Human Factors at the University of Waterloo

Some years ago the University of Waterloo in Waterloo, Canada redesigned the south entrance to the university. What caught my eye was how the university went about redesigning the entrance. They asked the entire university community to submit plans for a new entrance. They didn’t ask professional architectural firms nor even to its own Architecture and Environmental departments. (1)

University of Waterloo South Entrance

University of Waterloo south entrance. Image courtesy of Google Maps.

The University Newspaper wrote the following about the competition:

Yes, it’s ambitious, but isn’t that one of UW’s strengths? What other university would challenge its own students to design an ideal campus for themselves? These decisions are usually left up to hired planners, maybe with a couple of student surveys. Well, the current South Campus Gateway is a testament to how that can go wrong, and this challenge is a testament to how UW perhaps has more faith in its students than any other average university. Forgive me for sounding patriotic, but the fact that this competition really stresses cross-faculty collaboration makes me buy into the words on those laser-logo banners all around campus. You don’t have to be in planning, or civil, or architecture to have solid design ideas. As i3 committee member Dr. Jeff Casello put it, “everyone is a user of the space.” Ergo, a good design uses everyone’s input.” (2)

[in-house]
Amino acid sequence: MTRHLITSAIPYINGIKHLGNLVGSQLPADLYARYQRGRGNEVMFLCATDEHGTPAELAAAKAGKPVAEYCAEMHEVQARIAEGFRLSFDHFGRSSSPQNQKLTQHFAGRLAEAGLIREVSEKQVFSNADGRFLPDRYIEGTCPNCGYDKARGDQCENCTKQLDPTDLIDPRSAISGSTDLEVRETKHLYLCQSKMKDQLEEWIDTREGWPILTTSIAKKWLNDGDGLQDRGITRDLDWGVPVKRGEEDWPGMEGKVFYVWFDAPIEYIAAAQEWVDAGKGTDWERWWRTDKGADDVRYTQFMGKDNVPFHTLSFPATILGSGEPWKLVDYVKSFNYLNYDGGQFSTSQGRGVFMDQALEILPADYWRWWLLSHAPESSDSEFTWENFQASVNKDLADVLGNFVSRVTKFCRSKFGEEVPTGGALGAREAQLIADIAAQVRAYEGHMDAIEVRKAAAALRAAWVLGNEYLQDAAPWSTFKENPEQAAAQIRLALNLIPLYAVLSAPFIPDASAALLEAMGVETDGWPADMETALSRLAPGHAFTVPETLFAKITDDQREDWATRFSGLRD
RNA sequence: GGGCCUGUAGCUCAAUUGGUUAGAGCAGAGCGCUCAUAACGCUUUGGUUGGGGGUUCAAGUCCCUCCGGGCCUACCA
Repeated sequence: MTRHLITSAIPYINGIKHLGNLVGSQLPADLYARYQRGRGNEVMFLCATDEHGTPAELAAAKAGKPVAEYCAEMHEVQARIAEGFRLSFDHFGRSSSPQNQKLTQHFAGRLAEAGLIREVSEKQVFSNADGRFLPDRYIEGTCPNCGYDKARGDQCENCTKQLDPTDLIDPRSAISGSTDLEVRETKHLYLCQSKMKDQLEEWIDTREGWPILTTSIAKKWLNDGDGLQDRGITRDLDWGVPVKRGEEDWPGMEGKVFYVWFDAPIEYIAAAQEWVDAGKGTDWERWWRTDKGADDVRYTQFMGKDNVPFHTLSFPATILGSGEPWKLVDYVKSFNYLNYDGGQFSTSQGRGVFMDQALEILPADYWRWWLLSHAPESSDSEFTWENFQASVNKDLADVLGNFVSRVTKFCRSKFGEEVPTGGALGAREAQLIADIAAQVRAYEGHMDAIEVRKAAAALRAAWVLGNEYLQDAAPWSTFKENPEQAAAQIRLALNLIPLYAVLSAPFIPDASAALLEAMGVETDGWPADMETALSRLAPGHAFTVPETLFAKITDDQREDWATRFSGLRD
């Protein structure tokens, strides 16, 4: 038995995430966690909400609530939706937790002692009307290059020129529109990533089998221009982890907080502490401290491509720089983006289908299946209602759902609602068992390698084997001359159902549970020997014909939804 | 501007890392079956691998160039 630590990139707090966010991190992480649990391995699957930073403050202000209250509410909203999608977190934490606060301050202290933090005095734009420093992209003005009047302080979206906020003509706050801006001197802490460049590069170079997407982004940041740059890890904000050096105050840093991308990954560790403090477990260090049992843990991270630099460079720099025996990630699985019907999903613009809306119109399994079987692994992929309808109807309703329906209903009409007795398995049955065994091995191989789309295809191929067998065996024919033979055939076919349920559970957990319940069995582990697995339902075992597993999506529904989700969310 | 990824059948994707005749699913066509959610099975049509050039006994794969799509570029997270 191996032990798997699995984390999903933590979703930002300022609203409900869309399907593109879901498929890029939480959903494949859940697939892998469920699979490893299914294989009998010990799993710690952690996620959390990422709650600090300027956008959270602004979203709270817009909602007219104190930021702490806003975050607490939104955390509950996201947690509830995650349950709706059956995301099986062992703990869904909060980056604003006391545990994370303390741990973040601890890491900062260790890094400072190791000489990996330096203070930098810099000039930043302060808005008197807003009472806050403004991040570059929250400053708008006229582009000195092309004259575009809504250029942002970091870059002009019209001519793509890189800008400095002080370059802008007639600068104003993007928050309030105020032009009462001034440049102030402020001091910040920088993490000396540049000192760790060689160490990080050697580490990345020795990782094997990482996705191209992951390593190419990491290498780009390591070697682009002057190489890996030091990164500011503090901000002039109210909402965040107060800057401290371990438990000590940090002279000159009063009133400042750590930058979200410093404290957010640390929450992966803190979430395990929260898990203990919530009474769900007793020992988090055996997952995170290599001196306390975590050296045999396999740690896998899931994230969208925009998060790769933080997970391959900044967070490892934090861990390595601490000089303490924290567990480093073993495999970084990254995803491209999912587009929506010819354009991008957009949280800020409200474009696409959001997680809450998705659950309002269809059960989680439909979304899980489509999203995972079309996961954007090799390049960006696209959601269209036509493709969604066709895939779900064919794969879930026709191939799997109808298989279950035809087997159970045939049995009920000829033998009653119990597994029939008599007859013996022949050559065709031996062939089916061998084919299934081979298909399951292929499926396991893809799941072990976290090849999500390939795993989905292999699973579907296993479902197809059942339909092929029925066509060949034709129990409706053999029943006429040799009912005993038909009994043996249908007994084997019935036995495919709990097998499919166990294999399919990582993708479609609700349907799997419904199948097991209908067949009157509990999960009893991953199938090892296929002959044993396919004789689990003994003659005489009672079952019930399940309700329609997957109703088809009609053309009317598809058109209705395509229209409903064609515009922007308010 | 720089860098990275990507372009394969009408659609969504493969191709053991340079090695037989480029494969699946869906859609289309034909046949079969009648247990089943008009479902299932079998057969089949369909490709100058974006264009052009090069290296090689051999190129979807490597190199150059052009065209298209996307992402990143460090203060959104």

Thinking of users first

It says people who actually use the entrance are best suited to design an entrance THEY would want to use.

After over 200 submissions, the result was wider sidewalks, four wooden arches and a green space with native plants. The most visible element is a steel uWaterloo sign light by lights and build on a base that doubles as seating around a planter.

University of Waterloo South Entrance

Street view of the University of Waterloo south entrance. Image courtesy of Google Maps.

Unused paths are a waste of resources

The process all sounds rather democratic, but it really is just plain common sense. Design should be about the end-user not blue sky thinking. Sure, it is good to break new ground, come up with good ideas, introduce something new. But like a path through the forest or across a field, an unused path will end up reverting to its natural state. A useful path will remain open for everyone to use. It suits the needs of the users.

For more information

(1) Kitchener/Waterloo Record

(2) Notice from the Engineering newspaper of UWaterloo